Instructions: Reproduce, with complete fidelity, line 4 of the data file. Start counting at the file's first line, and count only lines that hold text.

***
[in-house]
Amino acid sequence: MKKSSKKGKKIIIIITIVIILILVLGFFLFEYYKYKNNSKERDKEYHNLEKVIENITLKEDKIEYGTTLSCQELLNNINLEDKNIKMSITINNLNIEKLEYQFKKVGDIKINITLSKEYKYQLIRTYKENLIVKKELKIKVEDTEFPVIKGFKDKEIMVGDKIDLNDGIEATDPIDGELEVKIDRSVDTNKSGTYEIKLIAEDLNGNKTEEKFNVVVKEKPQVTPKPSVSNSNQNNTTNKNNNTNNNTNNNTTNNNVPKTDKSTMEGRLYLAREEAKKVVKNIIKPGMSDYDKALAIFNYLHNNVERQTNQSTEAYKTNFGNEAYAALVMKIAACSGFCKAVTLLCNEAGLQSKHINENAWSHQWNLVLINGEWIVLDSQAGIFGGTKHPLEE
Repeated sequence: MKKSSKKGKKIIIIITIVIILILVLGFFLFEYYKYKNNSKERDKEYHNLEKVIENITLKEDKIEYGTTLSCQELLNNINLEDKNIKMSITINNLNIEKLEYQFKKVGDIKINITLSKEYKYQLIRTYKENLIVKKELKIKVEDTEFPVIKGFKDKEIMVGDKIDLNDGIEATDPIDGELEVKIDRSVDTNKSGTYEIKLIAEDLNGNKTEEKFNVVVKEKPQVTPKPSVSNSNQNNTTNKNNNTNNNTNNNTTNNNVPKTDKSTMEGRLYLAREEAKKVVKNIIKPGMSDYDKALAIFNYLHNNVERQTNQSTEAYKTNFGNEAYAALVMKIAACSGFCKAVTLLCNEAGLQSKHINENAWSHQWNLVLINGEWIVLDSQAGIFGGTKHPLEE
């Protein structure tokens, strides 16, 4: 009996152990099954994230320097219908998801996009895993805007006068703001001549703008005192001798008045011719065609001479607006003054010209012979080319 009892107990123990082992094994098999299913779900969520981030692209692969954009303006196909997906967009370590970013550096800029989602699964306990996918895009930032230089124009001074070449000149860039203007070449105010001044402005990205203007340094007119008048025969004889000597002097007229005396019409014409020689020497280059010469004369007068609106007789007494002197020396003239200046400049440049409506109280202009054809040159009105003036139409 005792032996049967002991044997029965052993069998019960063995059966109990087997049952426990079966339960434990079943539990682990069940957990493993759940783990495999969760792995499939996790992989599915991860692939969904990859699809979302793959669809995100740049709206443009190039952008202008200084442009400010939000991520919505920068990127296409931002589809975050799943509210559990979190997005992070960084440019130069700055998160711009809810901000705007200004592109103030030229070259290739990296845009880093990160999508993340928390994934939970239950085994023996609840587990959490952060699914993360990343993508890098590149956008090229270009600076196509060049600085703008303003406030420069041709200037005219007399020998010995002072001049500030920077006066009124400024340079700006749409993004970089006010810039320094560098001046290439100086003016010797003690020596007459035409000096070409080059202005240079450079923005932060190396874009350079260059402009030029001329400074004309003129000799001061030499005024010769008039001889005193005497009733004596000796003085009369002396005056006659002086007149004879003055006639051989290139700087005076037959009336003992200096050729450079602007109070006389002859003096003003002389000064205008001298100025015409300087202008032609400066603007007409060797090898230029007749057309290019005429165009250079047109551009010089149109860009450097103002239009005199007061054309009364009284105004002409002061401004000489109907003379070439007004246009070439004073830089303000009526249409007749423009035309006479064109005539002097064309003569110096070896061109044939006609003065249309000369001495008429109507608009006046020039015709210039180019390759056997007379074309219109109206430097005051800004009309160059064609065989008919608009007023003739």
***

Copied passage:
């Protein structure tokens, strides 16, 4: 009996152990099954994230320097219908998801996009895993805007006068703001001549703008005192001798008045011719065609001479607006003054010209012979080319 009892107990123990082992094994098999299913779900969520981030692209692969954009303006196909997906967009370590970013550096800029989602699964306990996918895009930032230089124009001074070449000149860039203007070449105010001044402005990205203007340094007119008048025969004889000597002097007229005396019409014409020689020497280059010469004369007068609106007789007494002197020396003239200046400049440049409506109280202009054809040159009105003036139409 005792032996049967002991044997029965052993069998019960063995059966109990087997049952426990079966339960434990079943539990682990069940957990493993759940783990495999969760792995499939996790992989599915991860692939969904990859699809979302793959669809995100740049709206443009190039952008202008200084442009400010939000991520919505920068990127296409931002589809975050799943509210559990979190997005992070960084440019130069700055998160711009809810901000705007200004592109103030030229070259290739990296845009880093990160999508993340928390994934939970239950085994023996609840587990959490952060699914993360990343993508890098590149956008090229270009600076196509060049600085703008303003406030420069041709200037005219007399020998010995002072001049500030920077006066009124400024340079700006749409993004970089006010810039320094560098001046290439100086003016010797003690020596007459035409000096070409080059202005240079450079923005932060190396874009350079260059402009030029001329400074004309003129000799001061030499005024010769008039001889005193005497009733004596000796003085009369002396005056006659002086007149004879003055006639051989290139700087005076037959009336003992200096050729450079602007109070006389002859003096003003002389000064205008001298100025015409300087202008032609400066603007007409060797090898230029007749057309290019005429165009250079047109551009010089149109860009450097103002239009005199007061054309009364009284105004002409002061401004000489109907003379070439007004246009070439004073830089303000009526249409007749423009035309006479064109005539002097064309003569110096070896061109044939006609003065249309000369001495008429109507608009006046020039015709210039180019390759056997007379074309219109109206430097005051800004009309160059064609065989008919608009007023003739």